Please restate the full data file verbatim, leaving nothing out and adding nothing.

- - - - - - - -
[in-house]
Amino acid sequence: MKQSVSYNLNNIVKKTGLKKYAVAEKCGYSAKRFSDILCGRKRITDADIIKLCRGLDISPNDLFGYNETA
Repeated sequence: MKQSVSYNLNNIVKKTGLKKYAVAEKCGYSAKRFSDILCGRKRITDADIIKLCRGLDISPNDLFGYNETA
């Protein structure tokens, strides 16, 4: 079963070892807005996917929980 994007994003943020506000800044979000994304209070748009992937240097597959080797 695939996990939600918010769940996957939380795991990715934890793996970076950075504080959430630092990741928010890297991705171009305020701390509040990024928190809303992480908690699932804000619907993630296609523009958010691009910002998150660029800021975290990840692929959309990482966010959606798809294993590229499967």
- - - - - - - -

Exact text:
[in-house]
Amino acid sequence: MKQSVSYNLNNIVKKTGLKKYAVAEKCGYSAKRFSDILCGRKRITDADIIKLCRGLDISPNDLFGYNETA
Repeated sequence: MKQSVSYNLNNIVKKTGLKKYAVAEKCGYSAKRFSDILCGRKRITDADIIKLCRGLDISPNDLFGYNETA
């Protein structure tokens, strides 16, 4: 079963070892807005996917929980 994007994003943020506000800044979000994304209070748009992937240097597959080797 695939996990939600918010769940996957939380795991990715934890793996970076950075504080959430630092990741928010890297991705171009305020701390509040990024928190809303992480908690699932804000619907993630296609523009958010691009910002998150660029800021975290990840692929959309990482966010959606798809294993590229499967």